Digital video may be the next desktop publishing. But Storage Supersite Editor David Morgenstern wonders if your hard drive performance up to the needs of the application.
Attendees at DV Expo East, opening today in New York, will discover the latest efforts of camcorder manufacturers and software vendors to expand the market for digital video. Certainly, some industry watchers may claim that a new era got underway this week as Adobe Systems Inc. redirected its video strategy to focus on Windows professional and prosumer customers. At the same time, will video pros and consumer videographers be able to count on the required level of performance from their hard drives?
Whats the beef here, you might ask? Isnt my drive good enough for video?
The answer is maybe.
Taking a birds-eye view of the storage industry, we can see that hard disk technology development is now focused on four areas: small, inexpensive drives for consumer digital video recorders and set-top boxes; small, efficient drives for notebooks; high-capacity drives for desktop storage; and very high-performance mechanisms for servers and workstations. Sounds good. However, the storage requirements for professional video content creation applications may find a somewhat difficult fit with the latter two categories.
Manufacturers of 3.5-inch desktop drives look for a balance between capacity and performance at a certain price, with the nod given to capacity. The rotation speed of these drives range from 5,400 to 7,200 rpm.
Now, not so long ago, a mechanism with a 7,200 rpm spindle speed was considered a high-performance drive. Yet, nowadays, that speed is becoming the standard for many drives, its even made its way to notebooks.
"Its hard to fathom that this was the best there was just a few years ago," one storage product manager said to me recently, pointing at an entry-level 120GB drive. In terms of capacity, rotation rate and seek times, this drive carried a premium price. Today, its nothing special.
Todays high-performance drives offer spindle speeds between 10,000 and 15,000 rpm. In addition, these mechanisms receive more attention from drive engineers. For example, the firmware of high-end drives often take advantage of "secret sauce" routines that can improve performance such as robust command queuing, which lets the drive itself reorder commands to optimize delivery and improve latency. Some of this code can be found in desktop drives, but not as much as in the high-priced models.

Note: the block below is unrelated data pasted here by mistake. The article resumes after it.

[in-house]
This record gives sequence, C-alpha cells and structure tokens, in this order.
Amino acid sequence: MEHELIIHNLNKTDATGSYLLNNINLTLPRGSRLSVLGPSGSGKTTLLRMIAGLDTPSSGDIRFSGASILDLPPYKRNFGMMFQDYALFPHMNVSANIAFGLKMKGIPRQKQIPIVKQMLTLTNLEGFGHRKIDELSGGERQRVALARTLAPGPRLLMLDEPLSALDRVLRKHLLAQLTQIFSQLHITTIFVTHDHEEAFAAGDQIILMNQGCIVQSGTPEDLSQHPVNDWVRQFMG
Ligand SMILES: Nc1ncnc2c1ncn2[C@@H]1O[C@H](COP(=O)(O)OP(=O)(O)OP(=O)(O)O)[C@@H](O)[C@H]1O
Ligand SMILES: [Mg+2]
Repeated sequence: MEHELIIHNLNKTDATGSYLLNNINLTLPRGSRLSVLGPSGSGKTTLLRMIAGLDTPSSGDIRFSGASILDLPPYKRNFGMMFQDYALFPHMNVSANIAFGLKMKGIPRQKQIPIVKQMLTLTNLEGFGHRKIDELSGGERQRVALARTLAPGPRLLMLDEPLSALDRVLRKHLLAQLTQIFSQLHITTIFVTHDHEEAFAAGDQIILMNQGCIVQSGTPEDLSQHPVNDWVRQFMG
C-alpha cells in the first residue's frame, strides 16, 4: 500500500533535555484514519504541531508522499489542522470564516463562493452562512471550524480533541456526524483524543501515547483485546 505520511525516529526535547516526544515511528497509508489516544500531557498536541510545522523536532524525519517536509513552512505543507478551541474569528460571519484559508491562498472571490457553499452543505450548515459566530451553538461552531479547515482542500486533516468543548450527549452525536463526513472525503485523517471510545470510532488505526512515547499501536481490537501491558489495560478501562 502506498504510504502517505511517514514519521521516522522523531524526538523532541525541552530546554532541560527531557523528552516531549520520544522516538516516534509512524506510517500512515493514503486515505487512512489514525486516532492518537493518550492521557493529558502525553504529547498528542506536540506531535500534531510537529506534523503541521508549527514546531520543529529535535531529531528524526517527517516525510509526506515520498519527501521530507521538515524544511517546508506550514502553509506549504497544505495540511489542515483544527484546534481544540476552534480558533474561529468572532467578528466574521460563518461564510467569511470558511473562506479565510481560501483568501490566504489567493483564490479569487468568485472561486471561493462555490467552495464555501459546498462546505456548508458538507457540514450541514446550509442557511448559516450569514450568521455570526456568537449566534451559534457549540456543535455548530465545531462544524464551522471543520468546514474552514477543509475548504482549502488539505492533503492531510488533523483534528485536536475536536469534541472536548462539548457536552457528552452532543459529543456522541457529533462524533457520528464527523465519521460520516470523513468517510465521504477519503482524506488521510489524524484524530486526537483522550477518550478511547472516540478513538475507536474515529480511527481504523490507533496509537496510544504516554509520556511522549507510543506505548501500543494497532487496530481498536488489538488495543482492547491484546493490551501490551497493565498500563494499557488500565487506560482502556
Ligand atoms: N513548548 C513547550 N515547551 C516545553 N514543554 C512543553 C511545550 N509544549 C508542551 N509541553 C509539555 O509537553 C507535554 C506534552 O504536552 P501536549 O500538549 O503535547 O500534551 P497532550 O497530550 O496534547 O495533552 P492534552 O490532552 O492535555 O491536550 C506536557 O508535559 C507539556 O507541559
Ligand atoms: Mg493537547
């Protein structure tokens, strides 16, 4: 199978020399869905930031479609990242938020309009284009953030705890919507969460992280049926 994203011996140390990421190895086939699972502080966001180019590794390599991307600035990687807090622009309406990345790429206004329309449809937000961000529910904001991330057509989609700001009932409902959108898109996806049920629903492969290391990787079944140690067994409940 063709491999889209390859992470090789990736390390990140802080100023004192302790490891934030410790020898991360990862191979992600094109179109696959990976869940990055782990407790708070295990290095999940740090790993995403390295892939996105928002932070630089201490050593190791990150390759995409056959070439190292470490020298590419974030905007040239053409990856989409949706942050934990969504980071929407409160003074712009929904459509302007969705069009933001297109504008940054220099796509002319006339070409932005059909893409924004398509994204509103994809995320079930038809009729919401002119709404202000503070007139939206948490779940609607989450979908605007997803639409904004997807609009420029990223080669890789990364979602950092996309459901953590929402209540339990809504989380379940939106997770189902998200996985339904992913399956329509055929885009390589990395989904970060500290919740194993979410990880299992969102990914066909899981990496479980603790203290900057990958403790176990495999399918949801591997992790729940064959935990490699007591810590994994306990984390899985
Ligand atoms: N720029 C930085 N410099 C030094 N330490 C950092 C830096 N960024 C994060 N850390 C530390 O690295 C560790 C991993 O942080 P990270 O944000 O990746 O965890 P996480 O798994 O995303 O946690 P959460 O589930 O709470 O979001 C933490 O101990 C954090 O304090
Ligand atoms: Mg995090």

At the same time, the high-end mechanisms offer half or less of the capacity found in your usual desktop drive. This may in some part be due to the sale of these mechanisms into RAID configurations, since a smaller capacity per drive can reduce the time needed to reconstruct the data on a singled failed drive.
The missing link for professional content creation storage would be a hard disk drive that combines the attributes of high capacity with higher rotation speeds. No doubt, the bar for high-end desktop drives will move towards 10,000 rpm by early next year, and that will be an improvement. However, I believe video professionals could use an even faster drive, offering capacities more in the 200GB range and incorporating the latency optimization and other reliability algorithms found in the higher-priced spread.
For the current state of consumer digital video editing, my proposed drive might be overkill, since the technology assumes a compressed data format. Still, professional users often want to deal with uncompressed video and multiple uncompressed streams at that. Such productions want both expanded capacities, fast throughput and fast seek performance.
In addition, the video market is on the move towards high-resolution formats, even in the prosumer space. Attendees at Digital Video Expo East can expect demonstrations of some of these new devices this week.
Last Friday, a consortium of DV manufacturers announced
the agreement over a new specification for high-definition digital video. The final spec is due for release in September the group said.
Dubbed HDV, the forthcoming specification supports vertical progressive and interlaced scanning rates of 720 and 1,080 lines, respectively. The 720p rate will provide a 1,280-by-720-pixel resolution, while the 1,080i spec has a maximum resolution of 1,440 by 1,080 pixels. Audio compression will use the MPEG-1 Audio Layer II sampling standard at 48KHz. This will mean larger files and the movement of a lot more data than the current applications based around the 480 progressive-scan NTSC standard.
So why wont we see these video drives at the show this week? No doubt, the current lack of a mass market has given drive manufacturers great pause. Even more of a hindrance might be the extra price tag that such drives would carry. Thats perhaps a terminal worry in an industry with slim margins and cutthroat competition.
Would you buy a special drive for digital video? Or do the current crop of 7,200 rpm and 10,000 rpm drives provide sufficient performance (and the price is right)? Let me know what you think!
David Morgenstern is a longtime reporter of the storage industry as well as a veteran of the dotcom boom in the storage-rich fields of professional content creation and digital video.